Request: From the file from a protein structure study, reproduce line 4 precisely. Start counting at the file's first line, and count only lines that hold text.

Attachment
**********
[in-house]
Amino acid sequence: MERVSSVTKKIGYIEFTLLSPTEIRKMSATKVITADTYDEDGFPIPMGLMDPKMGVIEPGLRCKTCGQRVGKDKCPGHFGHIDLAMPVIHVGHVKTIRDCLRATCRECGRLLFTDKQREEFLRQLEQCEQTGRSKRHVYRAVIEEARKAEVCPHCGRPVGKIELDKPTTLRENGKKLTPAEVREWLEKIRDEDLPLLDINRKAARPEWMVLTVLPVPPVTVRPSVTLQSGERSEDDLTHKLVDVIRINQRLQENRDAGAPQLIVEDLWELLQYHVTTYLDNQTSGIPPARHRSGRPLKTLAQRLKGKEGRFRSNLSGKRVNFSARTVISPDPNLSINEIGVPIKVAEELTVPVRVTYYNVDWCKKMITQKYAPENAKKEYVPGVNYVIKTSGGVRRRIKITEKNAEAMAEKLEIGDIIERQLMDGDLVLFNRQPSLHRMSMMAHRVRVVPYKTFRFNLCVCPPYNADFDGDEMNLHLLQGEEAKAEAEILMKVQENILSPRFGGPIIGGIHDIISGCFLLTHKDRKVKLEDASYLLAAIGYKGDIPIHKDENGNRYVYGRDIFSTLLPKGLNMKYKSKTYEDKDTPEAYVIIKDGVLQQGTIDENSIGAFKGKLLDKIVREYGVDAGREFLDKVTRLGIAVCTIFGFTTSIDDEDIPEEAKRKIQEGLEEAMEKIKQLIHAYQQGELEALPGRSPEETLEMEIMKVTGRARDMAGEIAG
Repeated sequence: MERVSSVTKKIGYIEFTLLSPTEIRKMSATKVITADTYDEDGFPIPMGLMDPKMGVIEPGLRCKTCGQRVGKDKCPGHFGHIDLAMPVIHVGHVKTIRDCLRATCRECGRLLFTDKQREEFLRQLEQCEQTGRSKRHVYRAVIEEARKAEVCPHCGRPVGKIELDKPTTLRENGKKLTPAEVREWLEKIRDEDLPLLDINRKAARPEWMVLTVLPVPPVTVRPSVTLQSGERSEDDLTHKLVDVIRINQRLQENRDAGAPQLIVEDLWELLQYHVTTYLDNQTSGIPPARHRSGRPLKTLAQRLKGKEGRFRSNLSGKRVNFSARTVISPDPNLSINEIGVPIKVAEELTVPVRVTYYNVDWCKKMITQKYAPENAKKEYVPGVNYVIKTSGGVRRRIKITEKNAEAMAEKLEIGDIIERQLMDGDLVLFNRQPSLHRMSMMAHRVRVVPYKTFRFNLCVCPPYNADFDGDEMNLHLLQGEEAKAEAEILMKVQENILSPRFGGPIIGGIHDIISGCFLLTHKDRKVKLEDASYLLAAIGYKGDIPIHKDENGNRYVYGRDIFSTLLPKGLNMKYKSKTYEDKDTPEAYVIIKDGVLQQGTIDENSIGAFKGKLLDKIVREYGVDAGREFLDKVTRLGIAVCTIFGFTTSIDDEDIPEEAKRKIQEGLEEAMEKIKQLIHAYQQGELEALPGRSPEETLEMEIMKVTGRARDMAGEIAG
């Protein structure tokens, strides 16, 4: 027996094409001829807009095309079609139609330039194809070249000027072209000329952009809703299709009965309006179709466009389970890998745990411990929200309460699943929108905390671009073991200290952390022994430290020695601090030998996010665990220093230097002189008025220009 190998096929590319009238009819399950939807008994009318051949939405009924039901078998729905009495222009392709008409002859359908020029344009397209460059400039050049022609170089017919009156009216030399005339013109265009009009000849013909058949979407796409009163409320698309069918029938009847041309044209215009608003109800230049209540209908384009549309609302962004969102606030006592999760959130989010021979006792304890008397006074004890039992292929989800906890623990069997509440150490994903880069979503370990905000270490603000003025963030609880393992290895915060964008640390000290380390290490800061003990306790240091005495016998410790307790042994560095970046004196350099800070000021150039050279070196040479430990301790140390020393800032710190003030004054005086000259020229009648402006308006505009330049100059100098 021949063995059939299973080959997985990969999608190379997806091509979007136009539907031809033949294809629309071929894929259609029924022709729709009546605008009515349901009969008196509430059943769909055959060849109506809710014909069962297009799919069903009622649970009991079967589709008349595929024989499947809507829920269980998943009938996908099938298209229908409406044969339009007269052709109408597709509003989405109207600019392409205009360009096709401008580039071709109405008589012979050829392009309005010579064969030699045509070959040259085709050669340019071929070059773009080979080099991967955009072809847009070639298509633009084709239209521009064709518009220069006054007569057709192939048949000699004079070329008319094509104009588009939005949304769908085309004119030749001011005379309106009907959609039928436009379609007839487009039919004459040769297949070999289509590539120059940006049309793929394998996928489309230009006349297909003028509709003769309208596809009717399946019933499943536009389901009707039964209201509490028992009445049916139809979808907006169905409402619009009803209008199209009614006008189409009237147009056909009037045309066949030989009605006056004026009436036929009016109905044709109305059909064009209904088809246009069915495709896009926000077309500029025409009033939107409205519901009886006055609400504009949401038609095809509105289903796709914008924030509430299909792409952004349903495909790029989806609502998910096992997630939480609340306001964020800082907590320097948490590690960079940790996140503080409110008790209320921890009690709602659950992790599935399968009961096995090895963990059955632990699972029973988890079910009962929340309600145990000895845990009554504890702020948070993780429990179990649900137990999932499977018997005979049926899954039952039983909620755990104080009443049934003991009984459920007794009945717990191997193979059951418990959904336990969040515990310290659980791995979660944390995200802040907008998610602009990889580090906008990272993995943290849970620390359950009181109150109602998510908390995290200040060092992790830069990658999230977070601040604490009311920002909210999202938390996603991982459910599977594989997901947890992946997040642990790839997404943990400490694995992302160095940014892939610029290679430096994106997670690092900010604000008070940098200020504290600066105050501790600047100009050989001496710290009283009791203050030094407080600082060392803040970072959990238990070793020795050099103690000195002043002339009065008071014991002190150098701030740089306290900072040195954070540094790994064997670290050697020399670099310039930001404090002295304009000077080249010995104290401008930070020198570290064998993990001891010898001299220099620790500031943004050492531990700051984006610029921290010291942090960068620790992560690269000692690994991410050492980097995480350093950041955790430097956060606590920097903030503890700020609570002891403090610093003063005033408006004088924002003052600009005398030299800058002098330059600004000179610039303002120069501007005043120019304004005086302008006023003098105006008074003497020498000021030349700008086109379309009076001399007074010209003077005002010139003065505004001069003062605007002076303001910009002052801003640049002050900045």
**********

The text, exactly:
């Protein structure tokens, strides 16, 4: 027996094409001829807009095309079609139609330039194809070249000027072209000329952009809703299709009965309006179709466009389970890998745990411990929200309460699943929108905390671009073991200290952390022994430290020695601090030998996010665990220093230097002189008025220009 190998096929590319009238009819399950939807008994009318051949939405009924039901078998729905009495222009392709008409002859359908020029344009397209460059400039050049022609170089017919009156009216030399005339013109265009009009000849013909058949979407796409009163409320698309069918029938009847041309044209215009608003109800230049209540209908384009549309609302962004969102606030006592999760959130989010021979006792304890008397006074004890039992292929989800906890623990069997509440150490994903880069979503370990905000270490603000003025963030609880393992290895915060964008640390000290380390290490800061003990306790240091005495016998410790307790042994560095970046004196350099800070000021150039050279070196040479430990301790140390020393800032710190003030004054005086000259020229009648402006308006505009330049100059100098 021949063995059939299973080959997985990969999608190379997806091509979007136009539907031809033949294809629309071929894929259609029924022709729709009546605008009515349901009969008196509430059943769909055959060849109506809710014909069962297009799919069903009622649970009991079967589709008349595929024989499947809507829920269980998943009938996908099938298209229908409406044969339009007269052709109408597709509003989405109207600019392409205009360009096709401008580039071709109405008589012979050829392009309005010579064969030699045509070959040259085709050669340019071929070059773009080979080099991967955009072809847009070639298509633009084709239209521009064709518009220069006054007569057709192939048949000699004079070329008319094509104009588009939005949304769908085309004119030749001011005379309106009907959609039928436009379609007839487009039919004459040769297949070999289509590539120059940006049309793929394998996928489309230009006349297909003028509709003769309208596809009717399946019933499943536009389901009707039964209201509490028992009445049916139809979808907006169905409402619009009803209008199209009614006008189409009237147009056909009037045309066949030989009605006056004026009436036929009016109905044709109305059909064009209904088809246009069915495709896009926000077309500029025409009033939107409205519901009886006055609400504009949401038609095809509105289903796709914008924030509430299909792409952004349903495909790029989806609502998910096992997630939480609340306001964020800082907590320097948490590690960079940790996140503080409110008790209320921890009690709602659950992790599935399968009961096995090895963990059955632990699972029973988890079910009962929340309600145990000895845990009554504890702020948070993780429990179990649900137990999932499977018997005979049926899954039952039983909620755990104080009443049934003991009984459920007794009945717990191997193979059951418990959904336990969040515990310290659980791995979660944390995200802040907008998610602009990889580090906008990272993995943290849970620390359950009181109150109602998510908390995290200040060092992790830069990658999230977070601040604490009311920002909210999202938390996603991982459910599977594989997901947890992946997040642990790839997404943990400490694995992302160095940014892939610029290679430096994106997670690092900010604000008070940098200020504290600066105050501790600047100009050989001496710290009283009791203050030094407080600082060392803040970072959990238990070793020795050099103690000195002043002339009065008071014991002190150098701030740089306290900072040195954070540094790994064997670290050697020399670099310039930001404090002295304009000077080249010995104290401008930070020198570290064998993990001891010898001299220099620790500031943004050492531990700051984006610029921290010291942090960068620790992560690269000692690994991410050492980097995480350093950041955790430097956060606590920097903030503890700020609570002891403090610093003063005033408006004088924002003052600009005398030299800058002098330059600004000179610039303002120069501007005043120019304004005086302008006023003098105006008074003497020498000021030349700008086109379309009076001399007074010209003077005002010139003065505004001069003062605007002076303001910009002052801003640049002050900045």